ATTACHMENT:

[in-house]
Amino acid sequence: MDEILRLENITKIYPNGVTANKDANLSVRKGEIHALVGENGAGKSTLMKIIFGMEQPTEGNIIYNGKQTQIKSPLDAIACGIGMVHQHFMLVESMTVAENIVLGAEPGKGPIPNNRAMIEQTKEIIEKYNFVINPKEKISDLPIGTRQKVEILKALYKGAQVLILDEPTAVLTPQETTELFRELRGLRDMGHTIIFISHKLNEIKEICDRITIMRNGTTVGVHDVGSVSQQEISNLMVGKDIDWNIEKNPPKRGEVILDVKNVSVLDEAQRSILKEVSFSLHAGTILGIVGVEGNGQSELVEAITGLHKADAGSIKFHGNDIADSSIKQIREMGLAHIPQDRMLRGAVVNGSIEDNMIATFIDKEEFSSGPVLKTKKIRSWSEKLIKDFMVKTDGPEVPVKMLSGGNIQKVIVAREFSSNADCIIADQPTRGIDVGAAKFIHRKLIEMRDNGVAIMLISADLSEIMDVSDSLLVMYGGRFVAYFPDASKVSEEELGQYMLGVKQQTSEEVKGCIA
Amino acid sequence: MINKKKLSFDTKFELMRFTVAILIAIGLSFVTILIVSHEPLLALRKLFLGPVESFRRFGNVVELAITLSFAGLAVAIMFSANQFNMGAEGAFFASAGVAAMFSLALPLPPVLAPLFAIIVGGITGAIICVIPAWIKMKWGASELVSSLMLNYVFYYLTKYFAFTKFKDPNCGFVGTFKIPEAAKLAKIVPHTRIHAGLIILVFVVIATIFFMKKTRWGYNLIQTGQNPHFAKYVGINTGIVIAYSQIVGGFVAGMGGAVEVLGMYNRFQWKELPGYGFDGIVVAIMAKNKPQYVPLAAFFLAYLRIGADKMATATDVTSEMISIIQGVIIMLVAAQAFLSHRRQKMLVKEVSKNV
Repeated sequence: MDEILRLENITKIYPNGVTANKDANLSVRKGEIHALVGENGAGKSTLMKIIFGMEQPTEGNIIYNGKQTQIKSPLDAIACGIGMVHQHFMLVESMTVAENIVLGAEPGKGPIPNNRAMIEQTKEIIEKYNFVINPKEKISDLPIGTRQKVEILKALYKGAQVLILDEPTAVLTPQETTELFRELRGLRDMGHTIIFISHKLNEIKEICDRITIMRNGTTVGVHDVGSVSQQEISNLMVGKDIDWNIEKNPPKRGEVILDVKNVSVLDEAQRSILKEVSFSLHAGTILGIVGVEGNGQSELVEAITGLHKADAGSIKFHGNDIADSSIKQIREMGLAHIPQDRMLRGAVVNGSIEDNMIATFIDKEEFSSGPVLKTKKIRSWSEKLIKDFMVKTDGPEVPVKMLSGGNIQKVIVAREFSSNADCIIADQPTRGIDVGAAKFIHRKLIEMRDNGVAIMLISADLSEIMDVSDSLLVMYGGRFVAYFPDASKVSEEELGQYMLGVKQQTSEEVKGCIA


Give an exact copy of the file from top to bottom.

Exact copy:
[in-house]
Amino acid sequence: MDEILRLENITKIYPNGVTANKDANLSVRKGEIHALVGENGAGKSTLMKIIFGMEQPTEGNIIYNGKQTQIKSPLDAIACGIGMVHQHFMLVESMTVAENIVLGAEPGKGPIPNNRAMIEQTKEIIEKYNFVINPKEKISDLPIGTRQKVEILKALYKGAQVLILDEPTAVLTPQETTELFRELRGLRDMGHTIIFISHKLNEIKEICDRITIMRNGTTVGVHDVGSVSQQEISNLMVGKDIDWNIEKNPPKRGEVILDVKNVSVLDEAQRSILKEVSFSLHAGTILGIVGVEGNGQSELVEAITGLHKADAGSIKFHGNDIADSSIKQIREMGLAHIPQDRMLRGAVVNGSIEDNMIATFIDKEEFSSGPVLKTKKIRSWSEKLIKDFMVKTDGPEVPVKMLSGGNIQKVIVAREFSSNADCIIADQPTRGIDVGAAKFIHRKLIEMRDNGVAIMLISADLSEIMDVSDSLLVMYGGRFVAYFPDASKVSEEELGQYMLGVKQQTSEEVKGCIA
Amino acid sequence: MINKKKLSFDTKFELMRFTVAILIAIGLSFVTILIVSHEPLLALRKLFLGPVESFRRFGNVVELAITLSFAGLAVAIMFSANQFNMGAEGAFFASAGVAAMFSLALPLPPVLAPLFAIIVGGITGAIICVIPAWIKMKWGASELVSSLMLNYVFYYLTKYFAFTKFKDPNCGFVGTFKIPEAAKLAKIVPHTRIHAGLIILVFVVIATIFFMKKTRWGYNLIQTGQNPHFAKYVGINTGIVIAYSQIVGGFVAGMGGAVEVLGMYNRFQWKELPGYGFDGIVVAIMAKNKPQYVPLAAFFLAYLRIGADKMATATDVTSEMISIIQGVIIMLVAAQAFLSHRRQKMLVKEVSKNV
Repeated sequence: MDEILRLENITKIYPNGVTANKDANLSVRKGEIHALVGENGAGKSTLMKIIFGMEQPTEGNIIYNGKQTQIKSPLDAIACGIGMVHQHFMLVESMTVAENIVLGAEPGKGPIPNNRAMIEQTKEIIEKYNFVINPKEKISDLPIGTRQKVEILKALYKGAQVLILDEPTAVLTPQETTELFRELRGLRDMGHTIIFISHKLNEIKEICDRITIMRNGTTVGVHDVGSVSQQEISNLMVGKDIDWNIEKNPPKRGEVILDVKNVSVLDEAQRSILKEVSFSLHAGTILGIVGVEGNGQSELVEAITGLHKADAGSIKFHGNDIADSSIKQIREMGLAHIPQDRMLRGAVVNGSIEDNMIATFIDKEEFSSGPVLKTKKIRSWSEKLIKDFMVKTDGPEVPVKMLSGGNIQKVIVAREFSSNADCIIADQPTRGIDVGAAKFIHRKLIEMRDNGVAIMLISADLSEIMDVSDSLLVMYGGRFVAYFPDASKVSEEELGQYMLGVKQQTSEEVKGCIA